Yoga has been practiced since the fifth or sixth century BCE and has taken the Western world by storm since the late 19th and early 20th centuries. Walt Baptiste and his wife Magaña are often credited with bringing a modern yoga practice to the United States in the 1940s and 1950s, having opened their first yoga school in San Francisco in 1955. As a dedicated yogi, Walt spent six decades sharing his practice and sadly passed away in 2001 at the age of 84. Walt and Magaña had three children all of whom carry the family yoga tradition, but their son Baron Baptiste is credited with making the practice of Baptiste YogaTM accessible to the public. Baron grew up around many famous teachers, yogis, and holy-men including Sai Baba, Swami Rama, and Muktananda. Baron knew he had to share the practice after teaching his first class on accident; substitute teaching for his father. Baron’s philosophy behind Baptiste YogaTM is a marriage of spiritual psychology and body mechanics.


Three Pillars

Baptiste is known for creating an inclusive and powerful practice that has a strong focus on “clear language and strategic technique, making it accessible to everyone regardless of level, age, and experience.” The practice is built upon three pillars:

  1. Asana
  2. Meditation
  3. Inquiry

Asanas refer to yoga postures or positions. Baptiste YogaTM is a highly physical practice, similar to power Vinyasa asanas. Level One training of Baptiste YogaTM, known as Journey Into Power, focuses on a 53-posture sequence.

The remaining two pillars work together in harmony, helping you look deep within to yourself to ask “why?” Why do you move a certain way? Why are you doing what you do in your life? Baptiste YogaTM encourages participants to reflect and inquire upon their actions and invite a meaningful conversation with oneself.

The Practice

The actual practice of Baptiste YogaTM takes place in a room that is heated to about 90-95 degrees. The heat cleanses and detoxes your body, allowing you to get deeper into postures and look deeper within yourself. The heat creates both a physical challenge and mental challenge as you manage through the discomfort of a heated room and a lot of sweat. While the physical practice of Baptiste YogaTM challenges your movement, it also emphasizes the importance of the breath to guide each asana. As Baron himself said, “The breath is the key to unlocking your body’s potential.” In Baptiste YogaTM, each exhale should expel stale energy in your body and each inhale should invite new energy.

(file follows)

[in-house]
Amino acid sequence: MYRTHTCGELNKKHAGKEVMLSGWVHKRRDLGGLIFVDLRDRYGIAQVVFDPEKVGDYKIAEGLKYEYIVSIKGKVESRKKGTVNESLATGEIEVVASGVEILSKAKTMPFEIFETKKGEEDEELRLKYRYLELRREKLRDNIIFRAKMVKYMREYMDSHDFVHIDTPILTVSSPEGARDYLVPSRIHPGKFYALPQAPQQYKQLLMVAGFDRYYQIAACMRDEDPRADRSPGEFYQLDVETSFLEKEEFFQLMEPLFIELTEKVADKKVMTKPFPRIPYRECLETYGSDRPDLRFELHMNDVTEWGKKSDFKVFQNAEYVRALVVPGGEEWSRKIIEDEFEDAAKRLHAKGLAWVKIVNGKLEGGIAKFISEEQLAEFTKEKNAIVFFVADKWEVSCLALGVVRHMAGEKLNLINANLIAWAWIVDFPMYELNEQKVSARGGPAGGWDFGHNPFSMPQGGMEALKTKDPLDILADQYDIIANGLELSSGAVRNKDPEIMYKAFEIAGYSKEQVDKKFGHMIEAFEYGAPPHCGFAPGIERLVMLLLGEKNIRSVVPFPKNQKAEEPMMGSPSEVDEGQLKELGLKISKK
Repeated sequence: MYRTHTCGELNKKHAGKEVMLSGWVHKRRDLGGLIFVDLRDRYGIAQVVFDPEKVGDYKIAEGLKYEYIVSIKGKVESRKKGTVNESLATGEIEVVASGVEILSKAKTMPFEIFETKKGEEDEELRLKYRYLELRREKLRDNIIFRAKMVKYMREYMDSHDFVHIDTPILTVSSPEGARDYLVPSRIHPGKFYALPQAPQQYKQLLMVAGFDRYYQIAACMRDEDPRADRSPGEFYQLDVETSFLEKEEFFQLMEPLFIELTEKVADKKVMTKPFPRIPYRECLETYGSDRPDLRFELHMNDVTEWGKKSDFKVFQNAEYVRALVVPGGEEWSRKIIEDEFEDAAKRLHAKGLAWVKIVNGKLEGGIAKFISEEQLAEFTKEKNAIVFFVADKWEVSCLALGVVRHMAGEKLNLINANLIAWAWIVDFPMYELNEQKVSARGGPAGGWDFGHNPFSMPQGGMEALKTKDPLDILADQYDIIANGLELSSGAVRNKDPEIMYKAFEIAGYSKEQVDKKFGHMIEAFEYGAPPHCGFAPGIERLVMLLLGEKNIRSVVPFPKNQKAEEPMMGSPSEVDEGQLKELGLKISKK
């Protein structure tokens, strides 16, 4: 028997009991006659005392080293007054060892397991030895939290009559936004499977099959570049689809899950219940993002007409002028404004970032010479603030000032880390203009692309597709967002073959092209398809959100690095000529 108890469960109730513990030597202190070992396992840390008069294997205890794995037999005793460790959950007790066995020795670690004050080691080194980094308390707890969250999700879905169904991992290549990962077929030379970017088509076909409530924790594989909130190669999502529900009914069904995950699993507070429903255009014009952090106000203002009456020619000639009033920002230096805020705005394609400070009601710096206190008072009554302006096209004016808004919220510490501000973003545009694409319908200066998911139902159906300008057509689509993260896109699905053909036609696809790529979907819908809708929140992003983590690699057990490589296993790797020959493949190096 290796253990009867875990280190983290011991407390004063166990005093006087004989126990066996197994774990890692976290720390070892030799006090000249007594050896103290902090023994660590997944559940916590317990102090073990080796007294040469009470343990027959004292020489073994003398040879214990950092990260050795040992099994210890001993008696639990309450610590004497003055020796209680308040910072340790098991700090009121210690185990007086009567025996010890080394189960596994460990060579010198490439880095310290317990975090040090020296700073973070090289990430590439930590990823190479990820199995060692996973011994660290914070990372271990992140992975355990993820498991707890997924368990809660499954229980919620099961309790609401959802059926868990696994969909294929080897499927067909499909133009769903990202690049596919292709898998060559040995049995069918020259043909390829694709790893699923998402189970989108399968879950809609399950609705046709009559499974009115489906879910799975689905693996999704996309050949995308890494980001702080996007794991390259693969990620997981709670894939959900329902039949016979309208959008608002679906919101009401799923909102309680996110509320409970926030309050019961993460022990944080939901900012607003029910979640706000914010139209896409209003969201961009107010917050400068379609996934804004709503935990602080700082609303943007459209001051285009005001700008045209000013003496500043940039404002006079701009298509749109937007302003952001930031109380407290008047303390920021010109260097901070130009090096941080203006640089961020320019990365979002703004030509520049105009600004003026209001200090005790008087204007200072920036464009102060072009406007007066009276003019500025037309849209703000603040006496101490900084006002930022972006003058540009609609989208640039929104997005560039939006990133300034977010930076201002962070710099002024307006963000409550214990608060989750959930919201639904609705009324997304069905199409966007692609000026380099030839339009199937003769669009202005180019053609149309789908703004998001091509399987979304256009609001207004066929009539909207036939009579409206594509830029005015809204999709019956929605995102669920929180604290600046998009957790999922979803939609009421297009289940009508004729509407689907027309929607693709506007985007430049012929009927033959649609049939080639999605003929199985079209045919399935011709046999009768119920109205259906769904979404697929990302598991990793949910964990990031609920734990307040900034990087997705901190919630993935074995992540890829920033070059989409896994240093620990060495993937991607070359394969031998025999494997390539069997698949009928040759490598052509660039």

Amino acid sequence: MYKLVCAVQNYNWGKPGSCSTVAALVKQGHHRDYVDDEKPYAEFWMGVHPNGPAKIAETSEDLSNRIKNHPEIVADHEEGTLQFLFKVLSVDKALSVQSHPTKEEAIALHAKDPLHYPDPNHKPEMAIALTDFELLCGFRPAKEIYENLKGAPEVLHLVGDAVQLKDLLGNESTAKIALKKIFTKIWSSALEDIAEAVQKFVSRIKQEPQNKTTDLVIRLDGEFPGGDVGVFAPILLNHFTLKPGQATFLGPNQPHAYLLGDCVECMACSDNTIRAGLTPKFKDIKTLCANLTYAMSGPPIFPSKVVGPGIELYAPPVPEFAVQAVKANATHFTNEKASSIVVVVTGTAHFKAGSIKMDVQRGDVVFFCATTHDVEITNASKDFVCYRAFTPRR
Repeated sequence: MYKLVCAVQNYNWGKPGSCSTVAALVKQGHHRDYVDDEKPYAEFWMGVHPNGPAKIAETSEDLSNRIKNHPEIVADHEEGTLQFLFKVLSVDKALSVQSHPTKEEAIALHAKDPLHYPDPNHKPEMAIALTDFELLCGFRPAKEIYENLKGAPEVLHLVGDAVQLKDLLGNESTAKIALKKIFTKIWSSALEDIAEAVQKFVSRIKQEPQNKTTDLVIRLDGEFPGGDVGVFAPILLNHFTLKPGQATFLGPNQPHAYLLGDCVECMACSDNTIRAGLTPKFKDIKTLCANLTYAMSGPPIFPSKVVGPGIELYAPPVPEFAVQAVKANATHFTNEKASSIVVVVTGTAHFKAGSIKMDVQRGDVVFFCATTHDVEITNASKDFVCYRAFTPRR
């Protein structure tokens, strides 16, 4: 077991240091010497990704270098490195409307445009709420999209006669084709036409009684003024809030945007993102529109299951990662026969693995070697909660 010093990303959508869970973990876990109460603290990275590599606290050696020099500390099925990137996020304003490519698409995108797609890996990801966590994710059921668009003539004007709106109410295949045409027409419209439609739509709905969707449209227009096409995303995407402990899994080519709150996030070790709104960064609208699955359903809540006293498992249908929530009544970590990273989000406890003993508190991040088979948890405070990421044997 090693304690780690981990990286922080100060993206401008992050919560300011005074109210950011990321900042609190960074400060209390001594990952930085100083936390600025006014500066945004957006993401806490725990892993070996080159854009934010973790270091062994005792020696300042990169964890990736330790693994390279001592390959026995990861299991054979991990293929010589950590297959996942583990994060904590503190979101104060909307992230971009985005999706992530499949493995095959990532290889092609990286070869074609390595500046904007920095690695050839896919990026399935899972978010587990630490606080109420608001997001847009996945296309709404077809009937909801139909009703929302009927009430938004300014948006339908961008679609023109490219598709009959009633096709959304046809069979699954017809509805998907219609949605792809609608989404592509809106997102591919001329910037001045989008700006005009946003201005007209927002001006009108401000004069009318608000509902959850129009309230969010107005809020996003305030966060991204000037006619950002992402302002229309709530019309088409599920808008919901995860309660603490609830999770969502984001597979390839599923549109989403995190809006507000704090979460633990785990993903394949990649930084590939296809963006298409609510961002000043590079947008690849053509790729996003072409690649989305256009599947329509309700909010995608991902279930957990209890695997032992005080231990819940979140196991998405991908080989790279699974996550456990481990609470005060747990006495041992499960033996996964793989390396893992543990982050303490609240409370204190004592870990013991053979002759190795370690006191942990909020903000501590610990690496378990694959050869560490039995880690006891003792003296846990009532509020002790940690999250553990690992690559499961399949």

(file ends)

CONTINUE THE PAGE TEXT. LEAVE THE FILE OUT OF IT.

As the Baptiste YogaTM website states:

The Baptiste Yoga™ practice and programs are designed to empower you with the focus, training, and insight you need to achieve consistent results in the most important areas of your life. A potent physical yoga practice, meditation practice and active self-inquiry are used as tools of transformation – encouraging participants to reclaim their full potential, discover creativity, awaken passion, and create authenticity, confidence and new possibilities.

Why Practice?

We had the chance to sit down with Scottie Michel Bailey, who is a New Orleans-based Baptiste YogaTM instructor. She has been practicing Baptiste YogaTM since 2013 and was recently certified under Baptiste Power Yoga Levels 1 and 2, as well as Baptiste Power Yoga Art of Assisting.

RM: Why did you want to get trained and certified in Baptiste YogaTM?

SB: Honestly the first yoga class I ever took was a Baptiste class taught by someone who trained directly under Baron. It was an empowering, physical, and inclusive class that was truly serendipitous for me. I always found myself coming back to Baptiste YogaTM because of its playfulness and physical demands. It is not that other styles of yoga are boring, it is that Baptiste YogaTM is not.

RM: What about Baptiste YogaTM is exciting to you?

SB: Baptiste teachers are not afraid to call you out. Not in a bad way, but accountability is important to most Baptiste teachers. For me, it was important to have someone keeping me accountable during my practice because I let myself off the hook too easily. All of my instructors took the time to get know their students before the practice started, so everything felt more personal; they always knew my name. Now, as an instructor, I can see someone’s body, recognize the adjustments they need to make, and make a more encouraging practice for my students.

RM: What makes Baptiste YogaTM unique from traditional Vinyasa yoga?

SB: The three pillars of the practice help you be more “in touch” with it. For me, the theory was much more accessible than other types of yoga. With Baptiste, I was able to take the theories and apply them to my practice immediately. I also love how you are constantly moving in Baptiste YogaTM. If you are not moving and in a static pose, you are focused on your breath and alignment, getting the most out of that pose.

Scottie currently teaches at Free to Be Power Yoga in New Orleans. Be sure to visit the studio if you are ever in the Crescent City!

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